Last Saturday was a perfect example of the extremes we see in group size (and content) for our teambuilding events.
My day started very early, in order to get to the Bath Spa and Resort Hotel in plenty of time. At a breakfast meeting with our client, we ran through the finer outcomes required for the ensuing session. We were about to surprise a small, senior group of lawyers with an intense 90-minute drumming event, based around the themes of adapting to change and trying new ideas.
The group of 12 strolled in a little bleary eyed at 9am. At 9.01am, everyone looked positively wide eyed as the participants realised that they were in a very new environment!
As a facilitator, leading a small group is all about managing the space around you. With a relatively small number of people, I find it really helps to create a safe, contained feel to room. This is accomplished with a combination of conducive seating arrangements, the style of facilitating body language and maintenance of good eye contact.
After the successful completion of this intimate teambuilding activity, I left Bath and drove up, through the countryside, to Donington Park. I arrived in preparation for a very different session, which required a completely different style in delivery.
The environment could not have been more different! In the morning, I was based in a conventional hotel room. In contrast, the evening’s activity was to take place in a football-pitch-sized room, which was themed as Willy Wonka’s Chocolate Factory!
There was candy hanging from the ceiling, with hundreds of waiting staff, fully dressed as Oompa-loompas. Even the pot plant mud was real edible chocolate. The sight was truly incredible.
In the next room were over 50 dining tables, decorated with high candy trees as table centres and positioned around a huge twinkling dance floor.
Bands were rehearsing, and magicians and comedians were just arriving. That evening, we were the Crashing Waiters, where we would unleash over 500 kitchen utensils and beaters with which the participants would create an instant orchestra!
Dressed as venue staff, we first had to trick the audience into believing that we were part of the venue staff. Everything went perfectly to plan! We interrupted the CEO’s fake speech just as we had rehearsed. Our undercover waiters spilt all the pots and pans they carried.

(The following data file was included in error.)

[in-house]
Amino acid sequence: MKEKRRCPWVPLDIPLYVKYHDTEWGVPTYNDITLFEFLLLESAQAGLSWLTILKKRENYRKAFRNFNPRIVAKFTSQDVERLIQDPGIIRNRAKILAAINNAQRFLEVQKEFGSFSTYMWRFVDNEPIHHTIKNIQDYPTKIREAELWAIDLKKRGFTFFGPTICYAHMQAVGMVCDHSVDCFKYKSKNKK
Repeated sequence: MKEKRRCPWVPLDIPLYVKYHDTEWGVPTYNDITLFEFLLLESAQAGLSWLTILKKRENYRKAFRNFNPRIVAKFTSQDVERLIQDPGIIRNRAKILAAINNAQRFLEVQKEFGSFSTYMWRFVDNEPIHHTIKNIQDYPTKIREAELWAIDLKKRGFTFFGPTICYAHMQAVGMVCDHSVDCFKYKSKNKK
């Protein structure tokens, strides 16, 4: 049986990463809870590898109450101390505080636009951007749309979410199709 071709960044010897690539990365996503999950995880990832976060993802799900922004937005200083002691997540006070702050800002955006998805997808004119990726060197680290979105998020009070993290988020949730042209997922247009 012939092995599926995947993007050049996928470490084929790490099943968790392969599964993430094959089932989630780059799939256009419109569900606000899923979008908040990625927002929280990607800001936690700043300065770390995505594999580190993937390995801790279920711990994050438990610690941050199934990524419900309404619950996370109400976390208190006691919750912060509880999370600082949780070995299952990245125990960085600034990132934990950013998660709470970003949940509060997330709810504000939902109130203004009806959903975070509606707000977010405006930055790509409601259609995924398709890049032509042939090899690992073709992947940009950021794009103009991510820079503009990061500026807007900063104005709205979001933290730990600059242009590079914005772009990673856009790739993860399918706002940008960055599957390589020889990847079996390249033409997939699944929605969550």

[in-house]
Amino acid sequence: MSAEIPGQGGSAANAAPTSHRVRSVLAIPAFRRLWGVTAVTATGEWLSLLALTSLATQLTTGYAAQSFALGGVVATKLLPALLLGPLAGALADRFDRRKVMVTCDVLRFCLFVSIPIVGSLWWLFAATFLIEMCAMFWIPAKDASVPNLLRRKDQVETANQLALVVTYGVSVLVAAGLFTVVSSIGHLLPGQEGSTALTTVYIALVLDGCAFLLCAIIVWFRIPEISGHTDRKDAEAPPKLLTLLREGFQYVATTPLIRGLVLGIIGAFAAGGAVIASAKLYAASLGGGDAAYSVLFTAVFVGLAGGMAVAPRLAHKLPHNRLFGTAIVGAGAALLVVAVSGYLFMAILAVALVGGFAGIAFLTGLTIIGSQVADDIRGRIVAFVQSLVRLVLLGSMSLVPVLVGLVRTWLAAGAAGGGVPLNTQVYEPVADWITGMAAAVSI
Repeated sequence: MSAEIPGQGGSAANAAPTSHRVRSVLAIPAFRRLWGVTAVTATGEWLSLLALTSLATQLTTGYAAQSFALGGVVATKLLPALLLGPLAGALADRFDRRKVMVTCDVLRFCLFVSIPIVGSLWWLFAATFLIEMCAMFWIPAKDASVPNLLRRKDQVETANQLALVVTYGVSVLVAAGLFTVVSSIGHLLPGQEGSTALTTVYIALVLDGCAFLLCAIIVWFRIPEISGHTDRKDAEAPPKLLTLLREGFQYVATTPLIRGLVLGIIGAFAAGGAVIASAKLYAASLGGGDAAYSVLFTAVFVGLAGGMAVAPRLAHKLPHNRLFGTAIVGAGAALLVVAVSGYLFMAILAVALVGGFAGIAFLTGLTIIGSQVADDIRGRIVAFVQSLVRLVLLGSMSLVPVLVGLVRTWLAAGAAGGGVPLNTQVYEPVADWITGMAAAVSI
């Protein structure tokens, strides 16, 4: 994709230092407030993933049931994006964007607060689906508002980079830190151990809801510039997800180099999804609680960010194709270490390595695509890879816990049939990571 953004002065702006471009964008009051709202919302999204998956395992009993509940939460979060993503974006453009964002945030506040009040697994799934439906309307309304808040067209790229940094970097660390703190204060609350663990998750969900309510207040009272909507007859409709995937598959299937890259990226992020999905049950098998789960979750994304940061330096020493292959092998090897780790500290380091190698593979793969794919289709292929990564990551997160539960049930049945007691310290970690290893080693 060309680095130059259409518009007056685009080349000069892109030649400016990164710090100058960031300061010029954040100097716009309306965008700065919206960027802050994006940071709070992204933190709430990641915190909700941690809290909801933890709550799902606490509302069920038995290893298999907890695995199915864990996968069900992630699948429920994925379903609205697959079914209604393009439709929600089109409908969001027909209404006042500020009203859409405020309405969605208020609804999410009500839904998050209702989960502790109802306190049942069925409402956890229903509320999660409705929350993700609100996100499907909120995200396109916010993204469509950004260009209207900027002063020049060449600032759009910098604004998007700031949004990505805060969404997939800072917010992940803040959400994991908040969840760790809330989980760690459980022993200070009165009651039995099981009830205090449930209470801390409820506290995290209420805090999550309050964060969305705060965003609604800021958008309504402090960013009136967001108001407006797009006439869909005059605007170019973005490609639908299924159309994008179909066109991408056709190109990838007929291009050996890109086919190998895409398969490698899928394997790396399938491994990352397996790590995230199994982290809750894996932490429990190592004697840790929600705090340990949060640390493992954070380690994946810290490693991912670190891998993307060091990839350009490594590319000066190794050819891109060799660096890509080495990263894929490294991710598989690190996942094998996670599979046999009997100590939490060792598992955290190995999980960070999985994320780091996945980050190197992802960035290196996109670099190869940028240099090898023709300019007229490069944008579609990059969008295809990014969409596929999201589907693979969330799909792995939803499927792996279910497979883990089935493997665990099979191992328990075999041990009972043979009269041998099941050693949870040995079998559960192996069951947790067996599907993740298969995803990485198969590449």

Our brand new specially-designed kitchen drum trolley was in position, and Simon started filling the huge hall with his infectious rhythms. Chris and I added the two extension arms to the drum trolley, to provide us with an array of kitchen percussion. Then, Ann and Katherine jumped out of the audience to perform their dance routine on top!
The audience loved our introductory performance. As soon as we finished it, we moved onto the real business of the evening – group interaction. Within seconds, everyone in the room had their impromptu instruments in their hands.
Facilitating this size of spectacle requires much more pronounced body language and slower and clearer speech. Filling of the physical space and maintaining a continuous energetic flow are also critical to keeping an audience engaged.
For the next 25 minutes, we created an amazing, interactive rhythmical orchestra, complete with ‘guest’ soloists and dancers, drawn from the diners! As a finale, we had everyone in the room on their feet playing while we danced, supported by the pounding sounds originating from the drum trolley. We were surrounded by walls of event photographers and video cameras, so that the excitement of the spectacle was captured for ever.
As usual, when we told the diners that all the wonderful Ikea utensils, pots and pans that they were playing with were now theirs to keep, there was rapturous applause.
Big or small, chocolate mud or not, knowing that we had made our clients extremely happy provided a great end to a Saturday.
About the author:
Mark Hunter is Head Facilitator at Creative Team Events. For more information about our team events, please contact us. Please don’t forget to sign up to our mailing list to receive our weekly blogs directly by email.